“Ettore Bugatti once contemptuously dismissed W O’s magnificent blower Bentleys as ‘the fastest trucks in Europe.’ No doubt if Le Patron were alive today he would view the Aston Vantage in a similar light. Everything about the car is massively engineered, from the alloy V8 engine, to the steel chassis, to the suspension and brake components, to the huge Pirelli P7 tyres.” - Car Australia.
“Well, the Aston Martin really was a tremendous surprise. To think of a car of this size and shape – not to say there’s anything wrong with the shape - but it’s such a big car and to imagine what it must take to go 175mph is almost unthinkable. It just has a tremendous feeling of power and quality.” Phil Hill after reaching 175mph testing a V8 Vantage for US magazine Road & Track.
With the resurrection of the Vantage name in 1977, Aston Martin enthusiasts everywhere breathed a sigh of relief; previously applied to high-power versions of the DB six-cylinder cars, it had been dormant since the V8’s arrival back in 1969. A heavier car than its six-cylinder predecessor, the V8 suffered as emissions legislation became ever more strangulating, leading to concern that Aston Martin’s traditional performance image might be lost. The arrival of the Vantage dispelled any such worries.
Propelling Aston’s V8 into the supercar league was a tuned version of the existing 5,340cc engine breathing through a quartet of 48mm Weber carburettors rather than the standard 42mm units. Valves and ports were enlarged and the camshafts changed, the end result being an estimated maximum output of around 370bhp. Chassis changes were minimal apart from the adoption of bigger ventilated discs all round and low-profile Pirelli tyres. The Vantage was, nevertheless, readily distinguishable from the standard product by virtue of its blocked-off bonnet scoop, blanked air intake, front chin spoiler and lip on the boot lid.
The V8 Vantage progressed through three unofficial series, the first from launch until May 1980 producing the aforementioned 370bhp, the second until 1986 with 380bhp and the final series, referred to as the X-Pack version (note the ‘X’ suffix in the engine number) boasting 408bhp. Incorporating lessons learned from the limited production Zagato model, the classically styled V8 Vantage X-Pack received the Zagato’s uprated suspension, larger wheels/ tyres and, for the 1987 model year, twin electric fans, a full flow oil system and a much larger oil radiator. A new steering column and housing with revised switchgear and tilt adjustment also became standard. In total, 137 Vantage X-Pack cars were built before production ceased in 1989, of which a mere 43 were left-hand drive. Automatic transmission was also offered and of those 43 cars, a number were thus equipped.
Just a handful of the V8 Vantage X-Packs received the full 408bhp: cars destined for Japan and Switzerland were built to ‘Emissions Specification’ with a fuel injected, lower compression engine, whilst the single car delivered to the American market had to make do with a strangulated 200bhp!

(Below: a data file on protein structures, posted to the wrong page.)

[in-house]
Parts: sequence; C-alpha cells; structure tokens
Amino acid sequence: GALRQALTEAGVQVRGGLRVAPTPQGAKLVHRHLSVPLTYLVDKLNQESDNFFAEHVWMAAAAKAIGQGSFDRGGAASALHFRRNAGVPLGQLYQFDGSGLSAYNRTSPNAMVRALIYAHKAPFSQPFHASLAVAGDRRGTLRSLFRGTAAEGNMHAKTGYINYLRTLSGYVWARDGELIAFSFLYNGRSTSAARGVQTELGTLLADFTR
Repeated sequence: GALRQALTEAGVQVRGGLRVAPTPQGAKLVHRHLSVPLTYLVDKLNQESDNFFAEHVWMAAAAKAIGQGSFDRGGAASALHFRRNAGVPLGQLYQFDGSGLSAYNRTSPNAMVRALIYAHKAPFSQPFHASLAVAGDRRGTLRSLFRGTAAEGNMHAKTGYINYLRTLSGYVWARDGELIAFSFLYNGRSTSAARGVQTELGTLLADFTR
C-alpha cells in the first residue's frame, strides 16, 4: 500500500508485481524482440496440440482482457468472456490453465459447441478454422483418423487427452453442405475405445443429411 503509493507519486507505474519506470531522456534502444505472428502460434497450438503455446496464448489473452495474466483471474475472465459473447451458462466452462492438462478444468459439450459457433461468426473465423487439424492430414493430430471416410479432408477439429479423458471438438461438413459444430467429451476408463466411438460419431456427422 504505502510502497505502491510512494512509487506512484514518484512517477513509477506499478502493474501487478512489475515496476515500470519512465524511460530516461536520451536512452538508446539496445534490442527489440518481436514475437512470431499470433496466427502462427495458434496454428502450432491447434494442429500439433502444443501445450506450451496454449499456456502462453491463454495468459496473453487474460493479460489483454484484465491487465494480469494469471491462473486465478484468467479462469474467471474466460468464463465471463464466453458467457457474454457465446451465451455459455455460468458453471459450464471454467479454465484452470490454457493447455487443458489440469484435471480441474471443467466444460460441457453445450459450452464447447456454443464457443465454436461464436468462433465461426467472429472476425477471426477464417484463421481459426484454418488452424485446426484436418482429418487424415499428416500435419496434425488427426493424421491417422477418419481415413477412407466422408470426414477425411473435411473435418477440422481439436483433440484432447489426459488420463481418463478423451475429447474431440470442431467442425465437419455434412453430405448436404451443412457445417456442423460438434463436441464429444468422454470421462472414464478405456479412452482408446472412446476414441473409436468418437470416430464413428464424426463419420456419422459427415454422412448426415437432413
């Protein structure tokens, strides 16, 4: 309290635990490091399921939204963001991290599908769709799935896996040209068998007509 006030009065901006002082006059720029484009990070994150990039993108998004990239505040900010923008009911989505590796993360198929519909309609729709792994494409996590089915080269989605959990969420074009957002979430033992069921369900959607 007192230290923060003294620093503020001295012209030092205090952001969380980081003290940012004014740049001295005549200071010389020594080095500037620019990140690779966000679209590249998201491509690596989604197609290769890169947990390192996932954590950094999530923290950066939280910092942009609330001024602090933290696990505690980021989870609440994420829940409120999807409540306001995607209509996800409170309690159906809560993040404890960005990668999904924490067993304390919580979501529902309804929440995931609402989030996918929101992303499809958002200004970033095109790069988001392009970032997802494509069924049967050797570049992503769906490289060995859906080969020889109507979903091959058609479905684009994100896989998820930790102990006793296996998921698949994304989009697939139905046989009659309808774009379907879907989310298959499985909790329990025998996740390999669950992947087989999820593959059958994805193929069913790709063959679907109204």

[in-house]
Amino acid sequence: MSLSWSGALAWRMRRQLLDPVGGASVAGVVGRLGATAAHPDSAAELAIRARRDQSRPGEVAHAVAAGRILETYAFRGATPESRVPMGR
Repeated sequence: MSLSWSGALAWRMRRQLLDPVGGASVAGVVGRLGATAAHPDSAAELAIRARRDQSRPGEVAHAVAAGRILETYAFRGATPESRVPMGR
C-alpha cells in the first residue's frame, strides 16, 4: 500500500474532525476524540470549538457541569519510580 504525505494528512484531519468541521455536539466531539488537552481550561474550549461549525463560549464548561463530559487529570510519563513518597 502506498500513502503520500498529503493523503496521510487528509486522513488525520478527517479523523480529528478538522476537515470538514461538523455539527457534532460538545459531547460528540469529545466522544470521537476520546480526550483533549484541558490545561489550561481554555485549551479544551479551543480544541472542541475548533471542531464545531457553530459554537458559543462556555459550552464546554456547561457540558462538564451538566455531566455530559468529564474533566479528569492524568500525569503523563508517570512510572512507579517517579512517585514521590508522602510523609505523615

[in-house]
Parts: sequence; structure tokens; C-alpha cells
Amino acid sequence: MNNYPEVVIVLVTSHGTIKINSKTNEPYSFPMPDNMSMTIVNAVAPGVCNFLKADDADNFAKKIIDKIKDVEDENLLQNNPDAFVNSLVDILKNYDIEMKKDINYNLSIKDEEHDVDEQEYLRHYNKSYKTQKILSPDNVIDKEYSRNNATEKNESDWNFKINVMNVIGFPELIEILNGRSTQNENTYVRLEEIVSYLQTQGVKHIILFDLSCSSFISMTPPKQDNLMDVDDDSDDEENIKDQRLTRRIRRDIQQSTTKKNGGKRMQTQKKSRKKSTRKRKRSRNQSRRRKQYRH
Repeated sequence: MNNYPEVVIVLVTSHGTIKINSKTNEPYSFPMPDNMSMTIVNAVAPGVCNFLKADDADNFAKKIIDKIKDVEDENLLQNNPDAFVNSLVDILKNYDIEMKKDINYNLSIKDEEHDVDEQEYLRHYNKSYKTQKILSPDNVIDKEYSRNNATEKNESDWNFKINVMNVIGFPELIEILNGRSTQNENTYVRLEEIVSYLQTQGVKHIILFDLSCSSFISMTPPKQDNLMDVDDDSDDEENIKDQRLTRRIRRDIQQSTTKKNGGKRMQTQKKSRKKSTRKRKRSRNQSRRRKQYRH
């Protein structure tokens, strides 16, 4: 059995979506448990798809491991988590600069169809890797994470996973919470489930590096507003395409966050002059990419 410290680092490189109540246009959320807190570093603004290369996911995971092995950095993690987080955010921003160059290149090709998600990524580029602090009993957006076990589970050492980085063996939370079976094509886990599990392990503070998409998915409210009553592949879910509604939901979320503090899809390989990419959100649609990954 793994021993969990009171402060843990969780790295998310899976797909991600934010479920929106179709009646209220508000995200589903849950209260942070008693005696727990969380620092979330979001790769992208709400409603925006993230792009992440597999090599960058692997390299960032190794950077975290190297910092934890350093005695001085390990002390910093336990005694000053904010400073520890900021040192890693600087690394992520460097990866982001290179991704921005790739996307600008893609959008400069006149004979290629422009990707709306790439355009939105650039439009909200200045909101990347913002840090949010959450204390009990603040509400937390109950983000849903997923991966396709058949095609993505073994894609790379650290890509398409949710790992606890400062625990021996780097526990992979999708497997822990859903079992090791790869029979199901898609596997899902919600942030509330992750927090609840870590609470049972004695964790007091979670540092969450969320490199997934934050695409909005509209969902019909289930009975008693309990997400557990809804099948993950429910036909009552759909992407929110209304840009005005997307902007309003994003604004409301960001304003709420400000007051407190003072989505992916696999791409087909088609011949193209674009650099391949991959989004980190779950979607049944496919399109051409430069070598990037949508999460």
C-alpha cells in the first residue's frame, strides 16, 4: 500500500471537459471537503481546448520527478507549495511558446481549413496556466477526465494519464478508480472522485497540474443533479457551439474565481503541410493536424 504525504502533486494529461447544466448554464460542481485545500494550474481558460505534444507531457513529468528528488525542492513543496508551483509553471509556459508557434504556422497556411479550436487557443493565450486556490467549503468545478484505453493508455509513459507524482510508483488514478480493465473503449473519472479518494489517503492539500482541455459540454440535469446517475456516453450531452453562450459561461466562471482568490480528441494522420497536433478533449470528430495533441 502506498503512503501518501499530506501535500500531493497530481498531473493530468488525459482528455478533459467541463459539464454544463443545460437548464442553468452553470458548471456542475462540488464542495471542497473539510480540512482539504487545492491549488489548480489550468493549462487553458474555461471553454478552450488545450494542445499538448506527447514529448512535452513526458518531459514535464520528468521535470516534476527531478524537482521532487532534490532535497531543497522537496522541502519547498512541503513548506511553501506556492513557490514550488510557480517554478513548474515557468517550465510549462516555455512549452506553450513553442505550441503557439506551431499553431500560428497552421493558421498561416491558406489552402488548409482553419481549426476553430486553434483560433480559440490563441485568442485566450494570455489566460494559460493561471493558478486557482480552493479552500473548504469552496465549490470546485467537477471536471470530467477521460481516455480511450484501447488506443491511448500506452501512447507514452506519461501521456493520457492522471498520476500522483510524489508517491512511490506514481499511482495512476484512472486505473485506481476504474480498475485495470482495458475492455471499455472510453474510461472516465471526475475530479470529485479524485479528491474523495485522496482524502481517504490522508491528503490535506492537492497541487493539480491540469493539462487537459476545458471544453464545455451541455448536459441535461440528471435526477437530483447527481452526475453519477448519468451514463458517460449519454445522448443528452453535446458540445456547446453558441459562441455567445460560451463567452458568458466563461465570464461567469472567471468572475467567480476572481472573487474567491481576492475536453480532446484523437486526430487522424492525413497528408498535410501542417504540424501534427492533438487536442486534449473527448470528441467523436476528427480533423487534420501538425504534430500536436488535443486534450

Chassis ‘12542’ is one of those rare European versions and was originally ordered by Avvocato Mino Auletta of Milan, Italy, in September 1986. Factory records confirm it was liveried in British Racing Green paintwork (code ACR33233) with Fawn Connolly upholstery (3234) and beige carpets (Wilton Onslow 0289) edged in Fawn (Connolly 3234). The engine was to full European Vantage X-Pack specification with manual gearbox. Other features included Computer Code 1 (meaning unknown!), side warning light on the dashboard and 15” wheels. To summarise, chassis ‘12542’ has the ultimate factory specification and colour scheme for an Aston Martin V8 Vantage.
Avvocato Auletta received his new Aston Martin on 2nd March 1987 and drove the car sparingly until May 1998 when it was sold at 16,120km by our team at auction in Monte Carlo to its second and current owner, a resident of the principality who has restricted its use mainly to long distance trips, the most recent a high speed dash to Milan. The total the mileage covered by the car from new is just 30,345km (18,856 miles). Maintenance since 1998 has been entrusted to Paul Doumer Autos in Beausoleil, the classic car specialist, and work has included fitting an RSW-supplied Brembo brake upgrade kit. The factory handbooks are in their wallet, the tool kit appears as new and a folder of invoices attests to the standard to which the car has been cared for.
Offered in excellent condition, and recently enjoyed from the passenger seat by one of our specialists who reports that it sounds “sensational” and “accelerates like a building storm” (his exact words, but he is Italian…), this handsome example of Aston Martin’s timeless yet formidable V8 Vantage is, we believe, just the car that many enthusiasts have been waiting to add to their collections. Look no further…
Thanks to V8 Vantage historian Keen Rogers for additional information. We highly recommend his website: http://v8vantage.com/AMQ.pdf